The April 4 election for the WI Supreme Court is one of the most consequential elections in modern Wisconsin history—and the nation is watching because what happens here in this election has national ramifications.

We urge you to please share this blog far and wide with your neighbors, friends, and family and ask them to pass it on, too. 

You can also share this helpful handout that details what else you can do to impact the April 4 election and provides important dates and deadlines for voting.

Help ensure the future of Wisconsin by spreading the word about what’s at stake on April 4!

The results are in – here’s how the WI Supreme Court primary race played out

The results are in – here’s how the WI Supreme Court primary race played out

A pivotal election took place in Wisconsin on Tuesday. This race has garnered nationwide attention and involvement because the balance of the Wisconsin Supreme Court is at stake. Will it remain conservative or flip to liberal?

The race, which the New York Times calls “the most consequential American election on the 2023 calendar,” is expected to be the most expensive judicial election in American history. Over $8.7 million has already been spent on advertising.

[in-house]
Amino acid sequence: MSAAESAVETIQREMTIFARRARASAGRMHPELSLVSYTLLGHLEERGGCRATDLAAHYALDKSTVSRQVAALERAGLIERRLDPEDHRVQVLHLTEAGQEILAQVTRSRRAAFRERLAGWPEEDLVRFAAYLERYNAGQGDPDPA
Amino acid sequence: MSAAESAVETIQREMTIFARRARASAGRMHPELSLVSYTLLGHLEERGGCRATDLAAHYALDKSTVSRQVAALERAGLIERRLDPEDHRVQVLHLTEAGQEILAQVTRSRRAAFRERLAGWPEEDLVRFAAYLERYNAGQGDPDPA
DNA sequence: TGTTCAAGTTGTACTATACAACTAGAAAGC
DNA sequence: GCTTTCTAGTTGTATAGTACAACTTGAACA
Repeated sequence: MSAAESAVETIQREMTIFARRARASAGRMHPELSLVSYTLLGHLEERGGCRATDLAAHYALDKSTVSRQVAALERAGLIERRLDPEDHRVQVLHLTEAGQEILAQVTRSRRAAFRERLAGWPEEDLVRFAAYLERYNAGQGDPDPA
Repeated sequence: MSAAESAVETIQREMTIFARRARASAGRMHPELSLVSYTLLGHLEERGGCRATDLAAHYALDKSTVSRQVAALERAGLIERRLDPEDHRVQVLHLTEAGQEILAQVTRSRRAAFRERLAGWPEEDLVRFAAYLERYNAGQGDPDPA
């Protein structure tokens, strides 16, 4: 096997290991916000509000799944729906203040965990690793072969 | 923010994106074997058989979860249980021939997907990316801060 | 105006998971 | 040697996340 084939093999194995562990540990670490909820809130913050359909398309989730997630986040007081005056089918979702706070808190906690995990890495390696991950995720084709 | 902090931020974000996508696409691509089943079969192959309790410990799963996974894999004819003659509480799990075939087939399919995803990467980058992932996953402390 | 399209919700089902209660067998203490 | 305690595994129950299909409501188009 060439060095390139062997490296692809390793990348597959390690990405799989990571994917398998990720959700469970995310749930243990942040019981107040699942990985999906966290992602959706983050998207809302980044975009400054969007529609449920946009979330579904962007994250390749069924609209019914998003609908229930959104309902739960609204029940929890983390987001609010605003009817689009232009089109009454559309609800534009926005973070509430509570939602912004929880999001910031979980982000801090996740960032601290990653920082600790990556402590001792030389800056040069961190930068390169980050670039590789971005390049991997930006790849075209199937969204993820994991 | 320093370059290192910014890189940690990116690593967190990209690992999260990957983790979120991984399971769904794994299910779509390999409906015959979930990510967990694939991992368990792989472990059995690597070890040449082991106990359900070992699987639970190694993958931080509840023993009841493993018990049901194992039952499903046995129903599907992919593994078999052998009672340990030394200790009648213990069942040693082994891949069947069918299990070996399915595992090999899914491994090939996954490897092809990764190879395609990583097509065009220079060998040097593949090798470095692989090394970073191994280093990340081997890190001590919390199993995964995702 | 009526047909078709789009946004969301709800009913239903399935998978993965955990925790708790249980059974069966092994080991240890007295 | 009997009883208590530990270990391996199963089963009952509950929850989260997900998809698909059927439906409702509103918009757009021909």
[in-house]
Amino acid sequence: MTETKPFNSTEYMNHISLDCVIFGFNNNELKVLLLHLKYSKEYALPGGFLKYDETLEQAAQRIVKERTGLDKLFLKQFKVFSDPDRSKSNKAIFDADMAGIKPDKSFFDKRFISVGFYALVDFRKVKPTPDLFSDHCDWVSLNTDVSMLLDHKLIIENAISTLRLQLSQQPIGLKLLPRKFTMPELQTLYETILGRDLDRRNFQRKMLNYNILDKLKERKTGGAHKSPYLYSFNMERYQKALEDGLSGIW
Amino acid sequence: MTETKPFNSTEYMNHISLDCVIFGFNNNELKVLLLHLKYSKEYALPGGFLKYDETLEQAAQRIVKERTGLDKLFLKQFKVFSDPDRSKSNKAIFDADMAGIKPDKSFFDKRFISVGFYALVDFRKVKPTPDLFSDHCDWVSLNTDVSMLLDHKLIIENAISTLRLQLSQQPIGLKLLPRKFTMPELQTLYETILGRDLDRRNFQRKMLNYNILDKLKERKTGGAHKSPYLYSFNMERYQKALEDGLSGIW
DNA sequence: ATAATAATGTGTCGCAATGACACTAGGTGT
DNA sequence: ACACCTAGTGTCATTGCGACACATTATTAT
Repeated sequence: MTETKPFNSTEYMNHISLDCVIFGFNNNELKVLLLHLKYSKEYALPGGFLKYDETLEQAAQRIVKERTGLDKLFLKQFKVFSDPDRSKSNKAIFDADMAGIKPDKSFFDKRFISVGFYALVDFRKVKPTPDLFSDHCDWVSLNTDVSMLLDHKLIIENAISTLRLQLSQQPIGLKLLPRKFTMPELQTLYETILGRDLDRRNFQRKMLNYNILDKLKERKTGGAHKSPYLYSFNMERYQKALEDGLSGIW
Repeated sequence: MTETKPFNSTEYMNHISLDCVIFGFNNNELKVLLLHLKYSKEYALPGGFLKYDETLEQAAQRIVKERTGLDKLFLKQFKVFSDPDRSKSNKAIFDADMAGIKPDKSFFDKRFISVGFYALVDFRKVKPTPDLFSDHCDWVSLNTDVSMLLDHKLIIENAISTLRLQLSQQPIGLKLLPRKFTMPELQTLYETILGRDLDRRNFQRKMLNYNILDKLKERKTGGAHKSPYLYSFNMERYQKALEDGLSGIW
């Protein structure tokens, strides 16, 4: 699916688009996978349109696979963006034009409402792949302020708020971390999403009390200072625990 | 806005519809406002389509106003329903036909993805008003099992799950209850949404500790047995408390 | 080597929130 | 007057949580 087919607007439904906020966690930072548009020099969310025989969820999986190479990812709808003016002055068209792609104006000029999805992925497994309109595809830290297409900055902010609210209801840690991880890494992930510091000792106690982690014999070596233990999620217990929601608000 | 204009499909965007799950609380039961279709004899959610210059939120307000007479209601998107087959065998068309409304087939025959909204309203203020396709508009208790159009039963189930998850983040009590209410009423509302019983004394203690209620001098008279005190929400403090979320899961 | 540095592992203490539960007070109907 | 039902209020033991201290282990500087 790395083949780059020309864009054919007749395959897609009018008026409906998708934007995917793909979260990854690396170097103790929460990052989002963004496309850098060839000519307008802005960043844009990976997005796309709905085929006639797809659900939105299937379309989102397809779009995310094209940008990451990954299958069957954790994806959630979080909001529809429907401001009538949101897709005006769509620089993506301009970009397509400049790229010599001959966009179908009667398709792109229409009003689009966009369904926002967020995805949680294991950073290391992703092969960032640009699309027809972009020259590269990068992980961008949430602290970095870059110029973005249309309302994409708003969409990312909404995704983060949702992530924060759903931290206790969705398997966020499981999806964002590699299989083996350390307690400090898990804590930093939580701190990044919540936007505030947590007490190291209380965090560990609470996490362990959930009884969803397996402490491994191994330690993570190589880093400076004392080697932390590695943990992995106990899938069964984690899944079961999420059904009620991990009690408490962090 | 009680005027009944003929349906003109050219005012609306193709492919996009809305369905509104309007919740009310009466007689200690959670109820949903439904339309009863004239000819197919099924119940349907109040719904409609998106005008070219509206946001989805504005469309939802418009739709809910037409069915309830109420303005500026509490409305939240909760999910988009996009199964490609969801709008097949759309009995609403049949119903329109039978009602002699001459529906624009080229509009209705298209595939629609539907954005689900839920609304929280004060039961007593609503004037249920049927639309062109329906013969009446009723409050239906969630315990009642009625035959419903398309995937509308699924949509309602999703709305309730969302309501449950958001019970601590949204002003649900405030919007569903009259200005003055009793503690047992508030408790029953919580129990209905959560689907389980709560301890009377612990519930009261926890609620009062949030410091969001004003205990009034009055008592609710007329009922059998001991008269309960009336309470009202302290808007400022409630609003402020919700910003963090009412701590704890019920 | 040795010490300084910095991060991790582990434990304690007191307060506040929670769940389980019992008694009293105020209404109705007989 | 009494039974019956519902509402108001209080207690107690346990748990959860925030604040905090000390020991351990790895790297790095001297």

While four candidates were on the ballot, voters voted for only one. The top two candidates move on to the general election in April. Two candidates leaned liberal—Janet Protasiewicz and Everett Mitchell—and two leaned conservative—Daniel Kelly and Jennifer Dorow. The winner of the race will serve a 10-year term. 

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Gather Signatures!

Between now and June 1, candidates for congress, assembly and senate need to get signatures for their nomination papers. Vote Right Wisconsin has put together a list of candidates that need your assistance with getting signatures to get on the ballot for this fall’s election.